Ferma’s new president Jorge Luzzi answers StrategicRISK’s questions about the future of Europe’s biggest risk management association
What are you plans for the association?
Over the past few years the trademark of Ferma has been developed. Ferma is known in markets all of the world and has a growing influence within the industry. We now need to consolidate Ferma’s presence and the role the association has.
We also need to address the technical side of risk management as well as how we represent our members. Technically the industry is changing as the regulatory landscape develops; We need to keep our members informed and develop risk management education and certification.
Through its members Ferma represents many large European companies but we need to have a unified voice so that we can work effectively with the European Commission to protect our interests. We need to ensure that the insurance market can meet our needs in spite of changing insurance laws and regulation around Europe, . Overall we need to maintain our presence at a high level around Europe.
What are the challenges that the profession is facing at the moment?
Risk is now a common theme in the boardrooms of many companies. Since the financial crisis in 2008 the business community has rethought its approach to risk management. Many companies now have risk committees and understand the importance of analysing the risks and opportunities involved in major decisions. Our profession is in a moment of change and we now have the chance to grow and improve as risk managers. I believe that times of crises always present opportunities to develop and improve.
Recent national catastrophes have also presented a challenge to the profession. With floods, earthquakes, tsunamis, hurricanes and forest fires, every continent has been hit by a major natural catastrophe in last year; this needs to be addressed by risk managers.
There is also economic and geopolitical risk with the Arab Spring and the financial crisis. For example, multi-national companies need to know which are the best currencies for them to work in. However, in spite of these problems there are still opportunities for growth.
Why did you want to be president of Ferma?
I was always ready to help all the risk management associations that I have worked with. I truly believe that you have to give back to an industry that gives you so much. Another reason why I wanted to get this job is because I think that Ferma has an important role to play in the development of the industry. As a risk manager I learn a lot by working with Ferma and I meet a lot of interesting people. I wanted to help continue the development of our profession and I felt that it was the right time for someone from southern Europe to take the helm of the organisation.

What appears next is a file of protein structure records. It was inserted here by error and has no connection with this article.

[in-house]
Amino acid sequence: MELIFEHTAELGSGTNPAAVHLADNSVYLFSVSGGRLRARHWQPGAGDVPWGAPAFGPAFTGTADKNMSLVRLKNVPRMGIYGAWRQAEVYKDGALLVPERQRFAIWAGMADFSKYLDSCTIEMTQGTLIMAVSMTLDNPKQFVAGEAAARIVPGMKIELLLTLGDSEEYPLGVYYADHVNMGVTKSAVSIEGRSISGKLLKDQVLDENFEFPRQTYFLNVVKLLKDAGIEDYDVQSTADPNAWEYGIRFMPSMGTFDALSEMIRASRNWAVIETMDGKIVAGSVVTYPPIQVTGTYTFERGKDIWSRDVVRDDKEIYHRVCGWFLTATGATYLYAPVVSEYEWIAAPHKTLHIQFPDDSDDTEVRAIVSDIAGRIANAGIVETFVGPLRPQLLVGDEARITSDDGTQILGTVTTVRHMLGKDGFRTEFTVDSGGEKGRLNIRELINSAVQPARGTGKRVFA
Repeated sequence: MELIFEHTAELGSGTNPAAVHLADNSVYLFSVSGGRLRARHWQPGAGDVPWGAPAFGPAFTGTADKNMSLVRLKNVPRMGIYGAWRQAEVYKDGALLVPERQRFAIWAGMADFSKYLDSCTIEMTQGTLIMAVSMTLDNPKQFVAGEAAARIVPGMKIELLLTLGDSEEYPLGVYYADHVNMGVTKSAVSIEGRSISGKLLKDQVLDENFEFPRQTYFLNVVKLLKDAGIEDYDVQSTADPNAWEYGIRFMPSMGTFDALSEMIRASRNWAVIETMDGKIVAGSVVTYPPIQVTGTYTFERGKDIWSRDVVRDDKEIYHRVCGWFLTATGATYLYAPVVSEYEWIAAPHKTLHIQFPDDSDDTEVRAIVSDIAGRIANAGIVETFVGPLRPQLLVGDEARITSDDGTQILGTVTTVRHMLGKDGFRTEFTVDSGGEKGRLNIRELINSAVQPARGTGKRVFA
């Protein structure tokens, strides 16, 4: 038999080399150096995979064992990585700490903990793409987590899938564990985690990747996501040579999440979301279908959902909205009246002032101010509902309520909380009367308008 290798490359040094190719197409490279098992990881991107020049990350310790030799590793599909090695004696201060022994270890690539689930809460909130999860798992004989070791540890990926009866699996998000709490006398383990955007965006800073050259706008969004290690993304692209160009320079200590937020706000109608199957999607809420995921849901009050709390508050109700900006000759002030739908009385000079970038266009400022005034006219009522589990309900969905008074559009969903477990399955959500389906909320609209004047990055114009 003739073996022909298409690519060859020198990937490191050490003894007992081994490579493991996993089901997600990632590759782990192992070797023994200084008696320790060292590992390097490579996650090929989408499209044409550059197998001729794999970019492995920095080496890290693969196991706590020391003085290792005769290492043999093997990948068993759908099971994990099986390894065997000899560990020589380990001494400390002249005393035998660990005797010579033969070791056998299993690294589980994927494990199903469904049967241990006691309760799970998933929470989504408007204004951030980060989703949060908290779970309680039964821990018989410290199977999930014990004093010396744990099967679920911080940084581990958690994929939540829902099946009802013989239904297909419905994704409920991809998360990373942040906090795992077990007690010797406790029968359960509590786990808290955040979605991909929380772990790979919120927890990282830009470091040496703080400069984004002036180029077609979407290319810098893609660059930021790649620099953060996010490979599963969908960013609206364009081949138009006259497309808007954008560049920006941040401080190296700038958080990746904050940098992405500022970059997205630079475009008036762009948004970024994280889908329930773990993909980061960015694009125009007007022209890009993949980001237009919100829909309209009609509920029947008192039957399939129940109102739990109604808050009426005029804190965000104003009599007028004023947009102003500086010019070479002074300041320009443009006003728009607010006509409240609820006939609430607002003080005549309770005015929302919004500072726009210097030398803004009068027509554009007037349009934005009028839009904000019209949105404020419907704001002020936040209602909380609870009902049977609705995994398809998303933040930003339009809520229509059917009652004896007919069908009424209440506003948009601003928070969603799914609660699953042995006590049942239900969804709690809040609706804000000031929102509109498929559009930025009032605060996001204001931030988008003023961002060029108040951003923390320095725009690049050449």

What are the challenges that you think you will face as president?
Due to economic difficulties and constraints, countries around Europe are becoming more criticial of each other’s performance. Some countries are not working as well together as they have done in the past. There is less unity and some governments are even suggesting that it would be better to be outside of Europe entirely. We represent people from all around Europe and even further afield so it will be a challenge to consolidate all of our members interests and work with people from different cultures who speak different languages. However, this is also something that I’m looking forward to.
Another challenge will be the change in dynamics of the world economy and new regulations. We have Solvency II coming through so we need to look after the professional insurance buyer. The world is changing, different countries are becoming more important so we need to prepare for these developments.
What will be different about your presidency?
I think that Peter did a fantastic job but I would say that I put more emphasis on working as part of a big team. It’s very important for me to represent Ferma but it’s also important that I can distribute activities, delegate and get members involved as much as possible. We need to work closely with member associations to strengthen the European risk management community.
Where would you like to see the profession in five years time?
I believe that the profession will be much more important in five years time. The approach to risk will become more generalised and we will be begin to think more as risk administrators with risk being viewed as an opportunity as much as a threat. The profession will be less closely associated with that of insurance management though, of course, insurance will continue to be a key risk transfer tool.
You have worked closely with risk management associations in South America and the US, how will your role at Ferma be different?
If you look at some of the other regional associations, the situation is very different. For example in North America with Rims it’s mostly Canada and the US so there’s one vision, one language and one reality. In South America with Alarys the situation is slightly different as you have captive management in the Caribbean and a big industrial economy in Brazil as well other important markets like Argentina. However, there is only two main languages with Portuguese and Spanish. In Europe, you have many different countries, languages and cultural differences, as well as having three or four big industrial economies that affect the rest of the world. This represents a big challenge but it’s also a sign of Europe’s strength in its diversity and dynamism.
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